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Verrill Dana, LLP

Verrill Dana, LLP is one of New England's preeminent regional law firms. With offices in Portland and Augusta, ME; Boston, MA; Westport, CT; Providence, RI; and Washington D.C. Verrill Dana provides sophisticated legal representation to businesses and individuals in the traditional areas of litigation, real estate, business law, labor and employment law, employee benefits, environmental law, intellectual property and estate planning.  The Firm also has industry-focused specialties including higher education, health care and health technology, energy, and timberlands. 

Disclaimer:  The content presented in this blog is for general information only, is not intended to constitute legal advice and cannot be relied upon by any person as legal advice. While we welcome you to contact our blog authors at, the submission of a comment or question does not create an attorney-client relationship between the Firm and you. 

Entries in OSHA (13)


The Walking Dead Producer Walks into Serious OSHA Fines after Death on Set

The company that produces The Walking Dead television series was recently fined $12,675.00 after an OSHA investigation following the fatal July 12, 2017 fall of stuntman John Bernecker.  Specifically, Mr. Bernecker fell approximately 20 feet onto a concrete floor, resulting in his death, while performing a stunt.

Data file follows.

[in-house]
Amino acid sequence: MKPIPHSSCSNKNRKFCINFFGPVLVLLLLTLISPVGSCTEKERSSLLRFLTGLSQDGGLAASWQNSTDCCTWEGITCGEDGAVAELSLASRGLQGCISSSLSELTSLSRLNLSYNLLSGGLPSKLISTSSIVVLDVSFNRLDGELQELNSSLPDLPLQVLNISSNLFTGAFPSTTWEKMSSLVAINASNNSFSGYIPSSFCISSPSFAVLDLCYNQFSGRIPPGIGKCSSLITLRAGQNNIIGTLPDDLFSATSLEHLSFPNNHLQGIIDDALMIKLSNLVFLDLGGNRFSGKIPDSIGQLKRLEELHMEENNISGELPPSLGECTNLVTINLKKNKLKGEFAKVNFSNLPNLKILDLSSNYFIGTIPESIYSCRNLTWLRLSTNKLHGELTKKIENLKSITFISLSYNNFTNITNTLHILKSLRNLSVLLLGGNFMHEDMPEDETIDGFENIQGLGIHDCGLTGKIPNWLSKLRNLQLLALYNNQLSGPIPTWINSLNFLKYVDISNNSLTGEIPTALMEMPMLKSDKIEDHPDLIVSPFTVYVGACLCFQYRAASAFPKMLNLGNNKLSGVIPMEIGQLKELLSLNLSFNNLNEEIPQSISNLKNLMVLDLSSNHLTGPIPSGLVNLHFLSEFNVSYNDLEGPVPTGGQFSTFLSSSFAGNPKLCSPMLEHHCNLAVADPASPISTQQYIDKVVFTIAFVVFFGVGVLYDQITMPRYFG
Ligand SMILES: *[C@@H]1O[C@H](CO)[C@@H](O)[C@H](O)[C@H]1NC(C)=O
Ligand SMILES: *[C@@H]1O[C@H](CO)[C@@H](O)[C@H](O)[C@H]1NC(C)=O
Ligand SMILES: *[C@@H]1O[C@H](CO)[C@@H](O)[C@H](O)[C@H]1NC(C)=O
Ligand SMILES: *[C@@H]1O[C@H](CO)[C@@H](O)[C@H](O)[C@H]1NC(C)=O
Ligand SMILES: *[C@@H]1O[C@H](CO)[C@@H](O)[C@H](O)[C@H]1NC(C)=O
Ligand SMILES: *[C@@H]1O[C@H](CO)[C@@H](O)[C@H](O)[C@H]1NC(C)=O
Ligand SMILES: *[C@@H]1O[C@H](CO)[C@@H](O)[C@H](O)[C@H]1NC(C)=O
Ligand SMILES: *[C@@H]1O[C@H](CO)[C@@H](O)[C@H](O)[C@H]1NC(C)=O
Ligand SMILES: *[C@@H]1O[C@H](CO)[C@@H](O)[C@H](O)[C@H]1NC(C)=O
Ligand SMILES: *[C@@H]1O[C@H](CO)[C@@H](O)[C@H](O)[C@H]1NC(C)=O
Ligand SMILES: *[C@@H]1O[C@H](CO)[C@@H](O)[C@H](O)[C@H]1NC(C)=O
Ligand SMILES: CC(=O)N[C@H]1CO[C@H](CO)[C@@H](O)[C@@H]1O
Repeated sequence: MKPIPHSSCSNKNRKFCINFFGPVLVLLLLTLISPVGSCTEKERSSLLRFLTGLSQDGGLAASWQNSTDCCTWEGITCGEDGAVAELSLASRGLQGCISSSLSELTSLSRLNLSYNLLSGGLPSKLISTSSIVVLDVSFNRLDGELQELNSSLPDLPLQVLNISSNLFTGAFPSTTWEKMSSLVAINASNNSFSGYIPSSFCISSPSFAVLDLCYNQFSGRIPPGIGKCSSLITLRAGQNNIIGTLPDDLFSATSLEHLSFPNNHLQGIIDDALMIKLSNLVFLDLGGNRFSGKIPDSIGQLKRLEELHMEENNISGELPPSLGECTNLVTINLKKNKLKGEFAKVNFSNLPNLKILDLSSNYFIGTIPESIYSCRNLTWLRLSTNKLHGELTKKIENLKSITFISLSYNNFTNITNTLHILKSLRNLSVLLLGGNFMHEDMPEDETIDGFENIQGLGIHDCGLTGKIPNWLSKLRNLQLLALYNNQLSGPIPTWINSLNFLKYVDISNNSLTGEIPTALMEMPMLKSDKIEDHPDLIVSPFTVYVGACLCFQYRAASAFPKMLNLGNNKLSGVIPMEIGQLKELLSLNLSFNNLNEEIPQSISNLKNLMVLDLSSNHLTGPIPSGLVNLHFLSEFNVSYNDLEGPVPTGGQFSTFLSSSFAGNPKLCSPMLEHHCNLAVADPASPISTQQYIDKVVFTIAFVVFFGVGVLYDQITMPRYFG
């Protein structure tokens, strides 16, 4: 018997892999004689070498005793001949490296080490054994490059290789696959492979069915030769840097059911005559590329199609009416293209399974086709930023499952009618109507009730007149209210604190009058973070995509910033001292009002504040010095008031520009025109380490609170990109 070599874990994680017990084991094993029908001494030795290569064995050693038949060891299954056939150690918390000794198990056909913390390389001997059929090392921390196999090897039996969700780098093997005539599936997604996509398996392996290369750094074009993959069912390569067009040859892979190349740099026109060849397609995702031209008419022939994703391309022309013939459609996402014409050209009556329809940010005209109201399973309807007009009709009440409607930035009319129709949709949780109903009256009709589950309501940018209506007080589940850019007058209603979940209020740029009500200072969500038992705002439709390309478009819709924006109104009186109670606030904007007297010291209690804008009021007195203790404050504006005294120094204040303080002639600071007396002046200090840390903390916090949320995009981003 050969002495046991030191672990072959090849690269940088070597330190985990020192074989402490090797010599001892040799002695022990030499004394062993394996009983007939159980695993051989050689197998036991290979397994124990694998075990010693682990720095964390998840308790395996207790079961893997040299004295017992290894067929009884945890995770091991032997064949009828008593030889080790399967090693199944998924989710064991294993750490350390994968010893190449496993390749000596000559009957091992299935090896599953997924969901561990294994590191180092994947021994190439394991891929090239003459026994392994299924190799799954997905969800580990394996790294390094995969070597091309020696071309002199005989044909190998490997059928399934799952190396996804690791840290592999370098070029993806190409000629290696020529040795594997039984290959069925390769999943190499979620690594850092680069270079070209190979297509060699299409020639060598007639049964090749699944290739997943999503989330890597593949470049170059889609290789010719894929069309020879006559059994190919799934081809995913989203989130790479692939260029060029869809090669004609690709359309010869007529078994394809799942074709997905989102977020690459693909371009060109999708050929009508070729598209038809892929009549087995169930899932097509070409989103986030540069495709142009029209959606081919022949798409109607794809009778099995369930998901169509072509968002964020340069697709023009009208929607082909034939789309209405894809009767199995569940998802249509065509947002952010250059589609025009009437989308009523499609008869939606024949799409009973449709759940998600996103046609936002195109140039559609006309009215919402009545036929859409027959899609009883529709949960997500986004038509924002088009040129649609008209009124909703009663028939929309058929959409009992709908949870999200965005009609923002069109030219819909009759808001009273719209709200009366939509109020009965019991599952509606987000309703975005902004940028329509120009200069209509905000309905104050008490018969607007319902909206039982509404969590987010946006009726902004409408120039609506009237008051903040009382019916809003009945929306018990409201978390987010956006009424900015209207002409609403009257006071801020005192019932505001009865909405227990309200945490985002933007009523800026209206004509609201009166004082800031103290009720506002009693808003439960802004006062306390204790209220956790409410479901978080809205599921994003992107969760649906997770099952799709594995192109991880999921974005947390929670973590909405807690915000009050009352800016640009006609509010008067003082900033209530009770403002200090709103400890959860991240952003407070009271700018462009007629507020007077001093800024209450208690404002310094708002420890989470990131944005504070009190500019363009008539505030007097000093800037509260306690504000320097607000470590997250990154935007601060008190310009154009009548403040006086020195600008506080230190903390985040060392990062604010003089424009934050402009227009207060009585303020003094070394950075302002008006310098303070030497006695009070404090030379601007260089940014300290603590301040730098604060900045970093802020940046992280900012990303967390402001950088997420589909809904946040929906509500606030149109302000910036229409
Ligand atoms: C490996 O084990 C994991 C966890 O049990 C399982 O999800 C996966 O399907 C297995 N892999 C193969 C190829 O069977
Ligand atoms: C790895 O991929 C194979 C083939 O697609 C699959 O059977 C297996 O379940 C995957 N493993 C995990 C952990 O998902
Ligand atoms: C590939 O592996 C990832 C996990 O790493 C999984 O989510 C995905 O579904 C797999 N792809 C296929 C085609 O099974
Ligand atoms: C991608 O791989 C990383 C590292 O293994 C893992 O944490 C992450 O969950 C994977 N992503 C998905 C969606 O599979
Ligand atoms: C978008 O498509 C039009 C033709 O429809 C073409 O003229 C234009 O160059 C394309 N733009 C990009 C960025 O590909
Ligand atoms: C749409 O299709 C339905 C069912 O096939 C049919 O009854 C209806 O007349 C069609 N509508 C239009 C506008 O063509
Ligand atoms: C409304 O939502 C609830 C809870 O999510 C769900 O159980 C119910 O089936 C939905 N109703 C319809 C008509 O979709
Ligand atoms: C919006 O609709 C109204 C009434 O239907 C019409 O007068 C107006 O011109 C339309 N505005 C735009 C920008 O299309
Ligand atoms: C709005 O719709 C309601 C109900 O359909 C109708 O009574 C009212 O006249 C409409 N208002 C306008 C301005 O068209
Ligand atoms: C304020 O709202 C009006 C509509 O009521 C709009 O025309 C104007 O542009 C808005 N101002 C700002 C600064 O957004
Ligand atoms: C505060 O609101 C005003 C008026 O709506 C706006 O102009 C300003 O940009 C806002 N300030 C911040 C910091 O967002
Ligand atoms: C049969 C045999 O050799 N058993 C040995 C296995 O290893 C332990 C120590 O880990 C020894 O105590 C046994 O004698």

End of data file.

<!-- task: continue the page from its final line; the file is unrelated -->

OSHA relied upon the general duties clause (Section 5(a)(1)), finding that Stalwart Films, LLC had failed to protect from a foreseeable hazard that could have been mitigated by not minimizing the distance need for falls or providing adequate pads to protect falling performers.

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Full-Day Conference to Address Labor & Employment Changes from the New Administration

The first year of the Trump administration has brought significant changes – many of which directly affect employers. On Thursday, January 25, Verrill Dana will host a full-day Annual Employment Law Update at The Westin Harborview Hotel to explore these changes and how to address them.

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Letters from the Workers' Compensation Trenches

I am just back from an invigorating seminar put on by the national group to which we belong as the sole Maine member, the National Workers’ Compensation Defense Network and want to share some highlights. This year’s seminar, held in Chicago on September 22, included presentations on lots of relevant topics, but a few really inspired me.

The seminar kicked off with a panel including risk managers from retail, healthcare, trucking and manufacturing discussing various innovative ways to “Make our Work Comp Program Great Again!” The panel discussed claims costs management tactics including creative medical management systems, initiating early investigations and setting workable and real metrics to measure progress in claims management. Next, we learned all about traumatic brain injuries, including the medical science behind legitimate claims and signs of illegitimate claims. A session on reducing narcotic use featuring a risk representative from a large national retail chain was also very well-received and timely. But one of the most informative session, in my humble opinion, was presented as an “ad-on” by my colleague from Washington State, attorney George Goodman and it is this session that I’d like to bring to our reader’s attention.